GOP split on bud­get plan to use re­serves

Hard-line con­ser­va­tives op­pose tak­ing $1.4B from ‘rainy day fund.’

Austin American-Statesman - - FRONT PAGE - By Sean Collins Walsh scwalsh@states­

Set­ting up a show­down among GOP fac­tions, the top bud­get writer in the Texas House filed a bill Fri­day to plug bud­get holes by tak­ing $1.4 bil­lion from the “rainy day fund.”

Hard-line con­ser­va­tives adamantly op­pose tap­ping the $10 bil­lion re­serve fund.

But House Ap­pro­pri­a­tions Com­mit­tee Chair­man John Zer­was, R-Rich­mond, said it made sense, in a dif­fi­cult econ­omy, to tap a fund that is pro­jected to grow to about $12 bil­lion by the end of the next bud­get cy­cle and al­ready is the largest of its kind in the na­tion.

“This is a rough bud­get ses­sion. We need to look at all the things that are avail­able to us to get our bud­get to a rea­son­able place, and part of that is us­ing some rainy day money,” Zer­was said.

House Bill 2, Zer­was’ at­tempt to fill gaps in the cur­rent twoyear bud­get, would add:

$930.7 mil­lion to cover a short­fall in the state’s con­tri­bu­tion to the fed­eral Med­i­caid pro­gram.

$188.6 mil­lion for state hos­pi­tals and sup­ported liv­ing cen­ters.

$101.7 mil­lion for pay raises and new hires at the scan­dal-plagued Child Pro­tec­tive Ser­vices.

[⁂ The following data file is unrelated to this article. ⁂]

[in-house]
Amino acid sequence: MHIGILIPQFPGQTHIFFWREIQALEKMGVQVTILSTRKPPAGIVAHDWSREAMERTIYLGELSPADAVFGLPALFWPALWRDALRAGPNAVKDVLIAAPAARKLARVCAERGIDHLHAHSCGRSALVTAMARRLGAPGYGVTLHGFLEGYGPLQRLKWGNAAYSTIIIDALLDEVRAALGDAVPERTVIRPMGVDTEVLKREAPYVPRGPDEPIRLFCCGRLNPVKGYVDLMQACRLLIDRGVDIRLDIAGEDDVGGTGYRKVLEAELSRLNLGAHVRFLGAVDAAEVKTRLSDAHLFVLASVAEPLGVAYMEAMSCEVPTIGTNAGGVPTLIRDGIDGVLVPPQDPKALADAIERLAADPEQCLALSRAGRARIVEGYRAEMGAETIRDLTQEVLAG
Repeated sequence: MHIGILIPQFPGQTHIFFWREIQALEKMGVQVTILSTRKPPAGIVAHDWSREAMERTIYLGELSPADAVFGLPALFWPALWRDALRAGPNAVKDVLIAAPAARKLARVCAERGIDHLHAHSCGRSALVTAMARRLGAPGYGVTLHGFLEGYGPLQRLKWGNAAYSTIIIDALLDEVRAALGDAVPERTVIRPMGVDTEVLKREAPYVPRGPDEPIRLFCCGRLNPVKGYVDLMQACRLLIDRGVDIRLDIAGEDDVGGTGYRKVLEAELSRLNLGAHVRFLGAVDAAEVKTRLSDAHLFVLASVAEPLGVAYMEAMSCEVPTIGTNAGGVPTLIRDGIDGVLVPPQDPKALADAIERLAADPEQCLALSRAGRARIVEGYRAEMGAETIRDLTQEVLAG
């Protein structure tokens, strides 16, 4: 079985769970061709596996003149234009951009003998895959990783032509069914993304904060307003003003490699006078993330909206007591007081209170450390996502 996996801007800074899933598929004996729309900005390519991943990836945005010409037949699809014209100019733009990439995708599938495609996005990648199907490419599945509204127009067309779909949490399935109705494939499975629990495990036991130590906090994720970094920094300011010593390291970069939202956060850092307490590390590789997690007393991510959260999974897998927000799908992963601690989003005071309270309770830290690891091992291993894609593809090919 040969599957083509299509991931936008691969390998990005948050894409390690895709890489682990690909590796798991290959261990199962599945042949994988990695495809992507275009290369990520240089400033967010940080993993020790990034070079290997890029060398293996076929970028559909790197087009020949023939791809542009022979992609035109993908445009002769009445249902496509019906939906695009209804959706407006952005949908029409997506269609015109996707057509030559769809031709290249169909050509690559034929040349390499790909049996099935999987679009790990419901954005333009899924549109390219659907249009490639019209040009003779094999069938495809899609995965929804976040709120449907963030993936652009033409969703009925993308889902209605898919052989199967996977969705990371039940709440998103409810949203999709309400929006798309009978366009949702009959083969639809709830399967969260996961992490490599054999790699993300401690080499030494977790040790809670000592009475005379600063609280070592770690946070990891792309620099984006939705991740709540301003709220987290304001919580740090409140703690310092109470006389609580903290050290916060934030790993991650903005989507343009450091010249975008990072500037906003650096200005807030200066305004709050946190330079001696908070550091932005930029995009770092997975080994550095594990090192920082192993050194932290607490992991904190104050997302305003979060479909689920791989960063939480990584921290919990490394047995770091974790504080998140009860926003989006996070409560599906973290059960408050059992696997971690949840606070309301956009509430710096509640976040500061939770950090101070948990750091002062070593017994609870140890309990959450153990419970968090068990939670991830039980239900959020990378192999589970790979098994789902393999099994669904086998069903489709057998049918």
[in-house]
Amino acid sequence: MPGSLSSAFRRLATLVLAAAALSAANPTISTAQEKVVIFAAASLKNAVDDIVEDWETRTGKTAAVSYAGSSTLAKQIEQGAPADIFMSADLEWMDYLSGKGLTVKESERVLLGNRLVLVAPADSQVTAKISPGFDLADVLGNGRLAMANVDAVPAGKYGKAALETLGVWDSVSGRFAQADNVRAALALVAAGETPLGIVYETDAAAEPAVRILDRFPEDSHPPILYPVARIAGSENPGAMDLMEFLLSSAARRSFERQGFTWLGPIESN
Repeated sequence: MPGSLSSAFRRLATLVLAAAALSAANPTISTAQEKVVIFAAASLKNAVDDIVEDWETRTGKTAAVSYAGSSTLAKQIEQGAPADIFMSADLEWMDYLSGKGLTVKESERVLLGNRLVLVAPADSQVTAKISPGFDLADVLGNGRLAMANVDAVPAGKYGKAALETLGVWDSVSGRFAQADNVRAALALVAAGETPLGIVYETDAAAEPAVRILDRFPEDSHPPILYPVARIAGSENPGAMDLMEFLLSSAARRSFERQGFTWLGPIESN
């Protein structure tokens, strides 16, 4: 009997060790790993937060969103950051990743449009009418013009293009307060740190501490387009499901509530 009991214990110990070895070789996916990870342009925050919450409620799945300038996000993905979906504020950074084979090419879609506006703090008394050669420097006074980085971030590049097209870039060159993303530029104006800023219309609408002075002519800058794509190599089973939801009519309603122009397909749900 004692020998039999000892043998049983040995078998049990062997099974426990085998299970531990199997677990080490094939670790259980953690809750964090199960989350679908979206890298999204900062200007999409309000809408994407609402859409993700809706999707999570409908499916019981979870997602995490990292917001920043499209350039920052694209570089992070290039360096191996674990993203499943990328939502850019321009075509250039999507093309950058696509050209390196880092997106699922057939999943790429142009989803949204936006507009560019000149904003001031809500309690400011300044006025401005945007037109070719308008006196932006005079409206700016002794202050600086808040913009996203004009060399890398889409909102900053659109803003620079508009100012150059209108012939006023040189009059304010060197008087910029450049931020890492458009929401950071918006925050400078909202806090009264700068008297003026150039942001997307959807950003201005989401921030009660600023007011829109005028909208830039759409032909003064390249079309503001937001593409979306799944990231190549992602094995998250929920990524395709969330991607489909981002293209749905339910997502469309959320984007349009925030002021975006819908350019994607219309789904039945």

$47 mil­lion for the fos­ter care sys­tem.

$80 mil­lion for in­mate health care in state pris­ons.

$21.5 mil­lion to par­tially undo con­tro­ver­sial cuts to the rates paid by Med­i­caid to phys­i­cal, speech and oc­cu­pa­tional ther­a­pists.

House Speaker Joe Straus called the bill “a re­spon­si­ble ap­proach that com­bines spend­ing re­duc-

tions with a mod­est with­drawal from the rainy day fund.”

“This is a bet­ter op­tion than leav­ing $12 bil­lion sit­ting in the bank while mak­ing deep cuts to higher education and sig­nif­i­cantly in­creas­ing health care pre­mi­ums on re­tired teach­ers,” Straus said in a state­ment.

Hours after Zer­was filed HB 2, the newly formed Texas Free­dom Cau­cus of some of the most con­ser­va­tive House mem­bers voiced its op­po­si­tion.

“The Texas Free­dom Cau­cus shares the sen­ti­ment that we can take care of the state’s busi­ness with­out tap­ping the rainy day fund, and that in­cludes the sup­ple­men­tal ap­pro­pri­a­tions bill,” said state Rep. Matt Schae­fer, a Tyler Repub­li­can who chairs the cau­cus.

While Straus, R-San An­to­nio, likely has the votes to pass the sup­ple­men­tal bud­get out of his cham­ber, it faces a less cer­tain fu­ture in the Se­nate, which is led by Lt. Gov. Dan Pa­trick.

Pa­trick, who didn’t re­spond to a re­quest for com­ment, has pre­vi­ously crit­i­cized House bud­get plans and said the rainy day fund should only be tapped for one-time ex­pen­di­tures or nat­u­ral dis­as­ters. A key ques­tion will be whether Pa­trick will re­gard the sup­ple­men­tal mea­sure as a one-time ex­pen­di­ture.

Se­nate Finance Com­mit­tee Chair­woman Jane Nel­son, R-Flower Mound, said she will work with the House “to ad­dress our sup­ple­men­tal needs.”

“Se­nate work groups are meet­ing around the clock to iden­tify op­por­tu­ni­ties for sav­ings,” Nel­son said. “We will look at other op­tions to bal­ance this bud­get once that ef­fort is com­plete.”

The rainy day fund, cre­ated in 1987 to help the state weather eco­nomic down­turns, is funded pri­mar­ily by oil and gas pro­duc­tion taxes. Zer­was said he be­lieves his use of it in HB 2 will pass muster with con­ser­va­tive law­mak­ers.